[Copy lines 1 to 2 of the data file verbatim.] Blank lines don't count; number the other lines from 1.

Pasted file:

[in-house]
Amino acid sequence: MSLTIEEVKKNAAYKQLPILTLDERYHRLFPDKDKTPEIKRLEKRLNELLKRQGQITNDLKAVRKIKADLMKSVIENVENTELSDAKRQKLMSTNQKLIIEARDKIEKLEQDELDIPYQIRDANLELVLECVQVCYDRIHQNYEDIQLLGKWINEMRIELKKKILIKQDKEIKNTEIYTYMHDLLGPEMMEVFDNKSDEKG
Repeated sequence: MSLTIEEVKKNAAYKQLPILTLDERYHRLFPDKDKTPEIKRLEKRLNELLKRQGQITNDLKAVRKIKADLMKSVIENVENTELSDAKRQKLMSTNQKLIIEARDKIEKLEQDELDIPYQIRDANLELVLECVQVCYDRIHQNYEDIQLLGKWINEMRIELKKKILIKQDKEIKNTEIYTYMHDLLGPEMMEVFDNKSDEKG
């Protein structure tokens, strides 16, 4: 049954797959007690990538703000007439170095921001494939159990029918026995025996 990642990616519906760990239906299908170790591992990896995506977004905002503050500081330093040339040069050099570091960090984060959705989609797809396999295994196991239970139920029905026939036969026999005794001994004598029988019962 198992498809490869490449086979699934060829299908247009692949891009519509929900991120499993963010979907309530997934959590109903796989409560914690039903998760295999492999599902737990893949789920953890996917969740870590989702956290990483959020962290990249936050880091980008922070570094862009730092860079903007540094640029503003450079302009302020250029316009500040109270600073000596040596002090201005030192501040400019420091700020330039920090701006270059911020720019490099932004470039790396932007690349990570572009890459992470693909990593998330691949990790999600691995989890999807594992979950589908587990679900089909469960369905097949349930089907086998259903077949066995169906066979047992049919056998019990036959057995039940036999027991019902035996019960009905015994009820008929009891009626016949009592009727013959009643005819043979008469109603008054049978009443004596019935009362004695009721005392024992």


[in-house]
Amino acid sequence: MSLTIEEVKKNAAYKQLPILTLDERYHRLFPDKDKTPEIKRLEKRLNELLKRQGQITNDLKAVRKIKADLMKSVIENVENTELSDAKRQKLMSTNQKLIIEARDKIEKLEQDELDIPYQIRDANLELVLECVQVCYDRIHQNYEDIQLLGKWINEMRIELKKKILIKQDKEIKNTEIYTYMHDLLGPEMMEVFDNKSDEKG